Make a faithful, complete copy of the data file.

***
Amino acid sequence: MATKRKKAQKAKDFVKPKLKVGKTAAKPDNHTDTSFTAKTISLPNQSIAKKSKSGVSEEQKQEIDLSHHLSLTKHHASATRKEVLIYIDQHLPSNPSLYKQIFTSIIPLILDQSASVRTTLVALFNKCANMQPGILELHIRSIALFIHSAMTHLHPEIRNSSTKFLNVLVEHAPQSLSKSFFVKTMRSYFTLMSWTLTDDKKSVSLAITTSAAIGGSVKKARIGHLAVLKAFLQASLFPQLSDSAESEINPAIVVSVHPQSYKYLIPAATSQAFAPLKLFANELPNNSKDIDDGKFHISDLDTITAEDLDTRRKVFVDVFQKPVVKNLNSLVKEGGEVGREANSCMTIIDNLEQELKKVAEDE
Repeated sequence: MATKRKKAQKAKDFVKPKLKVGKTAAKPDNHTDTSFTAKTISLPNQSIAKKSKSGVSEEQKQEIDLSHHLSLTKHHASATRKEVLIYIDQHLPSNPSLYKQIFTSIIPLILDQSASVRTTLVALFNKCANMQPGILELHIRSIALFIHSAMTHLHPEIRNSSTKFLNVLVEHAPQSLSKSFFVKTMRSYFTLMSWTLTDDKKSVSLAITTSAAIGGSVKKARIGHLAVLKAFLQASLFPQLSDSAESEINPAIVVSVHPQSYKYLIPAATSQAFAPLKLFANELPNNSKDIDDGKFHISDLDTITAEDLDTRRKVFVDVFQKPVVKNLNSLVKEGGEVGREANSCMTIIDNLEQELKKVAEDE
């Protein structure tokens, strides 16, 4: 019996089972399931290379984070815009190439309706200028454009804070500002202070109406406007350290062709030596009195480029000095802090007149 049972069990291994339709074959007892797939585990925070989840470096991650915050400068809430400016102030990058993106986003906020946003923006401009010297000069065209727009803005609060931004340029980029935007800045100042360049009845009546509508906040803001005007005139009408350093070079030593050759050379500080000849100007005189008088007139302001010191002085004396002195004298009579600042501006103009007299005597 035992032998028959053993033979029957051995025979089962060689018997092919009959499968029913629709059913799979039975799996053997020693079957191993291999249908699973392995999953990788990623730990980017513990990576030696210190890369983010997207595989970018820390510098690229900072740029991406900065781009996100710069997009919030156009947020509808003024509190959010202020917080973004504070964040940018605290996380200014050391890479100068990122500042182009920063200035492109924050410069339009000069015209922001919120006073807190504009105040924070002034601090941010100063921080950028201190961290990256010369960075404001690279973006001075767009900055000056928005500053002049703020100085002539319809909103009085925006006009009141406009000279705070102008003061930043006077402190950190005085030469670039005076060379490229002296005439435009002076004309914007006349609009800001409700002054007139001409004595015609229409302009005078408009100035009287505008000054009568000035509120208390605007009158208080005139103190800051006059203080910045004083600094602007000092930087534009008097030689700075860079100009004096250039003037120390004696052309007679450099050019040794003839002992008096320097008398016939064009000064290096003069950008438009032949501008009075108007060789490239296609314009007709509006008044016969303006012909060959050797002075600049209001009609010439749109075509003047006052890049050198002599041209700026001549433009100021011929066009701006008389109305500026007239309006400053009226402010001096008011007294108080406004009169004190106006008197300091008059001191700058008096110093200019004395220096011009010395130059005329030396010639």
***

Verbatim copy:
Amino acid sequence: MATKRKKAQKAKDFVKPKLKVGKTAAKPDNHTDTSFTAKTISLPNQSIAKKSKSGVSEEQKQEIDLSHHLSLTKHHASATRKEVLIYIDQHLPSNPSLYKQIFTSIIPLILDQSASVRTTLVALFNKCANMQPGILELHIRSIALFIHSAMTHLHPEIRNSSTKFLNVLVEHAPQSLSKSFFVKTMRSYFTLMSWTLTDDKKSVSLAITTSAAIGGSVKKARIGHLAVLKAFLQASLFPQLSDSAESEINPAIVVSVHPQSYKYLIPAATSQAFAPLKLFANELPNNSKDIDDGKFHISDLDTITAEDLDTRRKVFVDVFQKPVVKNLNSLVKEGGEVGREANSCMTIIDNLEQELKKVAEDE
Repeated sequence: MATKRKKAQKAKDFVKPKLKVGKTAAKPDNHTDTSFTAKTISLPNQSIAKKSKSGVSEEQKQEIDLSHHLSLTKHHASATRKEVLIYIDQHLPSNPSLYKQIFTSIIPLILDQSASVRTTLVALFNKCANMQPGILELHIRSIALFIHSAMTHLHPEIRNSSTKFLNVLVEHAPQSLSKSFFVKTMRSYFTLMSWTLTDDKKSVSLAITTSAAIGGSVKKARIGHLAVLKAFLQASLFPQLSDSAESEINPAIVVSVHPQSYKYLIPAATSQAFAPLKLFANELPNNSKDIDDGKFHISDLDTITAEDLDTRRKVFVDVFQKPVVKNLNSLVKEGGEVGREANSCMTIIDNLEQELKKVAEDE
């Protein structure tokens, strides 16, 4: 019996089972399931290379984070815009190439309706200028454009804070500002202070109406406007350290062709030596009195480029000095802090007149 049972069990291994339709074959007892797939585990925070989840470096991650915050400068809430400016102030990058993106986003906020946003923006401009010297000069065209727009803005609060931004340029980029935007800045100042360049009845009546509508906040803001005007005139009408350093070079030593050759050379500080000849100007005189008088007139302001010191002085004396002195004298009579600042501006103009007299005597 035992032998028959053993033979029957051995025979089962060689018997092919009959499968029913629709059913799979039975799996053997020693079957191993291999249908699973392995999953990788990623730990980017513990990576030696210190890369983010997207595989970018820390510098690229900072740029991406900065781009996100710069997009919030156009947020509808003024509190959010202020917080973004504070964040940018605290996380200014050391890479100068990122500042182009920063200035492109924050410069339009000069015209922001919120006073807190504009105040924070002034601090941010100063921080950028201190961290990256010369960075404001690279973006001075767009900055000056928005500053002049703020100085002539319809909103009085925006006009009141406009000279705070102008003061930043006077402190950190005085030469670039005076060379490229002296005439435009002076004309914007006349609009800001409700002054007139001409004595015609229409302009005078408009100035009287505008000054009568000035509120208390605007009158208080005139103190800051006059203080910045004083600094602007000092930087534009008097030689700075860079100009004096250039003037120390004696052309007679450099050019040794003839002992008096320097008398016939064009000064290096003069950008438009032949501008009075108007060789490239296609314009007709509006008044016969303006012909060959050797002075600049209001009609010439749109075509003047006052890049050198002599041209700026001549433009100021011929066009701006008389109305500026007239309006400053009226402010001096008011007294108080406004009169004190106006008197300091008059001191700058008096110093200019004395220096011009010395130059005329030396010639």